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The Best Black Female TV Characters of All Time

 Lieutenant Nyota Uhura, Star Trek

Lieutenant Uhura, played by Nichelle Nichols, was an important part of the original series’ multicultural cast and one of the first characters of African descent to be featured in a non-menial role on an American television series. She joined the crew of the U.S.S. Enterprise as a lieutenant, and served as chief communications officer under Captain Kirk.

Olivia Pope, Scandal


Olivia Pope (Kerry Washington) is a crisis manager running the consulting firm, Olivia Pope & Associates, dedicated to protecting and guarding public images and reputations, and solving certain crimes in her clients’ interest. Pope is also a widely-watched fashion and style trendsetter. Her employees have law degrees, but do not serve as lawyers. Instead, they are “gladiators in suits,” and Olivia leads them by wearing her figurative white hat. But she also has a few crises of her own: namely, the professional relationship with President Fitzgerald Grant III that led to an extramarital affair and a rather complicated relationship.

Liz McIntyre, Room 222

rm 222

Liz McIntyre (Denise Nicholas) was the pretty and kind-hearted guidance counselor who truly cared about her students at Walt Whitman High School. The green-eyed beauty was a favorite of male students, but her heart belonged to history teacher Pete Dixon, her love interest on the show.

Cookie Lyon, Empire


Cookie Lyon, played by Taraji P. Henson, is the outspoken ex-wife of Lucious Lyon, the cutthroat CEO of Empire Entertainment. She is also the mother of his three sons: Andre, Jamal, and Hakeem. Cookie served a 17-year sentence in prison for drug dealing and sees herself as the sacrificial lamb for the Empire she built with Lucious, as it was her drug money that financed Lucious’ early career. Upon her return from prison she is determined to bring the Lyon family back together and take back what’s hers. And we’re here for it. All of it.

Lydia Grant, Fame


“You’ve got big dreams? You want fame? Well, fame costs. And right here is where you start paying… in sweat.” Yessss! Tell it! We first met Lydia Grant in the 1980 film Fame. Although her role in the film was relatively small, Lydia would become a central figure in the television adaptation. She was strong and ambitious and had Leroy looking right doing those pirouettes and jumps.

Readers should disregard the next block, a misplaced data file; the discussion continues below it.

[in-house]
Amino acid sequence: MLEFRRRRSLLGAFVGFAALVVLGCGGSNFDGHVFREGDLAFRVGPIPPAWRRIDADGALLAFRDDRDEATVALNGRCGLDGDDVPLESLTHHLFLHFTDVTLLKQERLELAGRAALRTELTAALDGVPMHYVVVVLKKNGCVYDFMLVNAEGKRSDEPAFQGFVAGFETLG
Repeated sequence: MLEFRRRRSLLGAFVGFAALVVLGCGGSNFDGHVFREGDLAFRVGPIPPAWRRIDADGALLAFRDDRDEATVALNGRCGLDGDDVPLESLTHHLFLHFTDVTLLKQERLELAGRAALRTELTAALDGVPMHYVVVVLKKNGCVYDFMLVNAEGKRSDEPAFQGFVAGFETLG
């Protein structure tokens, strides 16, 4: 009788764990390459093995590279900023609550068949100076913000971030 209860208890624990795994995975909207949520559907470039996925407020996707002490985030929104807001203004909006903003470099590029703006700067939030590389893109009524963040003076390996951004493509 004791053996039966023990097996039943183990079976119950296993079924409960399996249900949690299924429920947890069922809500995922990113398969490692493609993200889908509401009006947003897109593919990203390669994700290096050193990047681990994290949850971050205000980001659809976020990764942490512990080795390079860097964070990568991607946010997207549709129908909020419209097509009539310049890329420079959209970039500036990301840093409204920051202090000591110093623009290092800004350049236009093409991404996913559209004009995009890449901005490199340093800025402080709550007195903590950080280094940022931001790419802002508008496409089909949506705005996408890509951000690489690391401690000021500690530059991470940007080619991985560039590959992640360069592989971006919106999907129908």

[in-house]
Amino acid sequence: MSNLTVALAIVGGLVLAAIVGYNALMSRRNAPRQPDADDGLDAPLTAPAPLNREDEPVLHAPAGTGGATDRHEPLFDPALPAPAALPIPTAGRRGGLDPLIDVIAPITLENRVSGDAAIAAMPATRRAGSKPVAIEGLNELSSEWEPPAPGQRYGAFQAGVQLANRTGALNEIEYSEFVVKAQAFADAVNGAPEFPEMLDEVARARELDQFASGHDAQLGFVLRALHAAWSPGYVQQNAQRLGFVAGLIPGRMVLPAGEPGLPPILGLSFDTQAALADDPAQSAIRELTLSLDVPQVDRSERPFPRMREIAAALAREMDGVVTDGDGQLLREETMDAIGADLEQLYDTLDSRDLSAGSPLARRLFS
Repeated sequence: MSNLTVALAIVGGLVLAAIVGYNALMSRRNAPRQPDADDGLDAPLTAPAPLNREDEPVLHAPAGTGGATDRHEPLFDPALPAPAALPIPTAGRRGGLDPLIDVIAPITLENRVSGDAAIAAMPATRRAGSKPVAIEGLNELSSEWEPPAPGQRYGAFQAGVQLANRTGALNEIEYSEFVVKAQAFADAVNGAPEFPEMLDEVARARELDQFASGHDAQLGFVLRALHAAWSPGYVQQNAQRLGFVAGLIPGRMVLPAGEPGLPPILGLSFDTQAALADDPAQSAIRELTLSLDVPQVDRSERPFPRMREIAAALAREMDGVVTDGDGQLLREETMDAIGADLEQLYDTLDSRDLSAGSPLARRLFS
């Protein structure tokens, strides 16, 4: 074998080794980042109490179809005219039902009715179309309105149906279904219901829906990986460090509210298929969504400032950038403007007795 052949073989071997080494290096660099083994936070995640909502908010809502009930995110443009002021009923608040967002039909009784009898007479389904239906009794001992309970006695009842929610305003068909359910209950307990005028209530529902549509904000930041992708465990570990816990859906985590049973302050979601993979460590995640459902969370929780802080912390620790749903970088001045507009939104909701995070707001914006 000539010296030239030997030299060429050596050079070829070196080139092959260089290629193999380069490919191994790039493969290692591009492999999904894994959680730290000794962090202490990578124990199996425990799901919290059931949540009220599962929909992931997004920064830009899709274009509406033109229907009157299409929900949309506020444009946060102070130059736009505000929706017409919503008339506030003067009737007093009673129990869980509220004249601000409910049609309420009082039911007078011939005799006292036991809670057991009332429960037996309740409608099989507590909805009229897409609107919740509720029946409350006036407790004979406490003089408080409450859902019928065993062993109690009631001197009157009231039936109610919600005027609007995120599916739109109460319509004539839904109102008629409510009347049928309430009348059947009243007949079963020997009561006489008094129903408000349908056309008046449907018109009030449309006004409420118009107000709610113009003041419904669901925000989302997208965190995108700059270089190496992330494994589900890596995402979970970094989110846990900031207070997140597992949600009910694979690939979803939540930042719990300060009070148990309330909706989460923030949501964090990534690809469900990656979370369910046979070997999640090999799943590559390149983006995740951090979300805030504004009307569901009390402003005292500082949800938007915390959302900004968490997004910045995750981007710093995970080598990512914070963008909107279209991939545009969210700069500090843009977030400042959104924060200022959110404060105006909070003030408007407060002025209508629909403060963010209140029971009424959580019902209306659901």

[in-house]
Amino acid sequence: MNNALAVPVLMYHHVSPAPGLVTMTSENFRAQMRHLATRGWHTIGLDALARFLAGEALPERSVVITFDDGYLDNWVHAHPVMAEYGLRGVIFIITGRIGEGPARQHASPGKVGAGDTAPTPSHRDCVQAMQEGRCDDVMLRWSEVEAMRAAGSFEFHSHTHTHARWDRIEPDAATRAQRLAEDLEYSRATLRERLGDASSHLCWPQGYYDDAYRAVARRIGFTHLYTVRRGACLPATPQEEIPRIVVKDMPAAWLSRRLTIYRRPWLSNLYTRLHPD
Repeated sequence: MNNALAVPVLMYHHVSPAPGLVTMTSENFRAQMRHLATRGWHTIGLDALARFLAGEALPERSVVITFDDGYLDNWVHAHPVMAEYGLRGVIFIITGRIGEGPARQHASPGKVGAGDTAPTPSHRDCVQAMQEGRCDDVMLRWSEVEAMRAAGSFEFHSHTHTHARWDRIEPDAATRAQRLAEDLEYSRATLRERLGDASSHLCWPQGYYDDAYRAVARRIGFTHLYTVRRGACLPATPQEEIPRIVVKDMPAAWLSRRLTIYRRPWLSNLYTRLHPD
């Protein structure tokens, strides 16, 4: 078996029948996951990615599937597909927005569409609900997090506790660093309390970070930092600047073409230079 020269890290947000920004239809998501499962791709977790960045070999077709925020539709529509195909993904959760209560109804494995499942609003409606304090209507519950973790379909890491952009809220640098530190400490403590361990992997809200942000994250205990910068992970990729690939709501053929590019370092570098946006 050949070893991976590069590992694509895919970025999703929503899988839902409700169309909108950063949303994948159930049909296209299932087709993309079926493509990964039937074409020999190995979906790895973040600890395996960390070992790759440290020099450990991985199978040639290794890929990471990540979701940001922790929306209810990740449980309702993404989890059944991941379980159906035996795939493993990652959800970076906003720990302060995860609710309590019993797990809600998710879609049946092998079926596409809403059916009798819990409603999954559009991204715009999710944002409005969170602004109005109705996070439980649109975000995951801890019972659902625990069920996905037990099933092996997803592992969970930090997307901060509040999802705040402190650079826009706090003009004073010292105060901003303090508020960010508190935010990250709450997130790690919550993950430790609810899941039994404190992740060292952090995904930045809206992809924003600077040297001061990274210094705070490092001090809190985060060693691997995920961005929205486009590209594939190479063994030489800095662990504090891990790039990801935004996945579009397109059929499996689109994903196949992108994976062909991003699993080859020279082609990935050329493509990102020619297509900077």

Gina Waters-Payne, Martin


Gina Waters-Payne was the silly, optimistic, occasionally misbehaved, forgiving, and eternally romantic girlfriend—and later wife—of Martin Payne (Martin Lawrence). Not only was she a loving and devoted girlfriend, but Gina also had a successful career working for a public relations firm. Often described as “bougie”, Gina was actually the perfect complement to Martin by being the voice of reason to his crazy antics.

Willona Woods, Good Times

good times
Willona Woods (Ja’net Dubois) was a close family friend and neighbor to the the central Evans family of the classic Black TV show, Good Times. Independent, generous and always up for fun, Willona was nosy and always available for a little low-key gossip. A divorcée sporting fashionable clothes and slinging unabashed advice, Willona juggled a variety of jobs while maintaining an active single life. She was also the adopted mother of the sassy Penny (Janet Jackson). When things go awry for the Evans kids, she was always another tower of strength, besides their mother.

Dottie McStuffins, Doc McStuffins


Dottie “Doc” McStuffins, voiced by Kiara Muhammed, is a kind and beautiful 9-year-old girl who loves to talk to toys and mend them. They come to life with the help of her magical stethoscope. Whenever a toy needs help, Doc always thinks carefully before she figures out what the problem is, which allows her to come up with the perfect solution. Yes, even little Black animated girls rock!


Check out more of the best black female TV characters here

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Feminist Heroes to Teach Kids Their ABCs

A is For

B is for

C is for

Check out the original article on GOOD and make sure to check out all the illustrations here.

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around the world, hollaback!

Illustrated Comebacks to Sexist Backhanded Compliments

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comeback 3

comeback 1

Wanna see more comebacks? Check ‘em out here.

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hollaback!, ugh.

Things My Male Colleagues Have Actually Said to Me, Annotated

“Most girls aren’t into this kind of stuff.”

“You got it! Clever girl!”

“You don’t mind if we call you a ‘chick,’ do you?”

“How did you learn to do all this?!”

“It’s not ‘P.C.’ to say this, but…”

“It’s got to be a girlfriend-proof system.”

“Wow, you’re pretty strong!”

“No, when I complain about ‘geek girls,’ I don’t mean you. You’re a real geek.”

“He told me it sounds like we’ve got a new hot chick working here. I was like ‘yeah, man.’”

“But—you’re way too nice to be a lesbian!”

“You know about making coffee, right?”

“It doesn’t have all the features; this is the soccer mom version.”

“Haha, that guy thought you were the receptionist!”

“Women are going overboard with this representation in video games thing, now. Like, calm down.”

“Let me know when you want to do that so I can help you. No offense, but you just don’t know enough about it to try it on your own.”

“I had this female boss once, and I know I’m not supposed to say this, but I could totally tell when it was her time of the month.”

“See, that’s the great thing about you, I know I can tell ‘offensive’ jokes around you and you won’t care.”

“You and my wife could mud-wrestle naked.”

“You’re a girl, but you’re not, like, a girl-girl, y’know?”

Check out the original, full article The Toast

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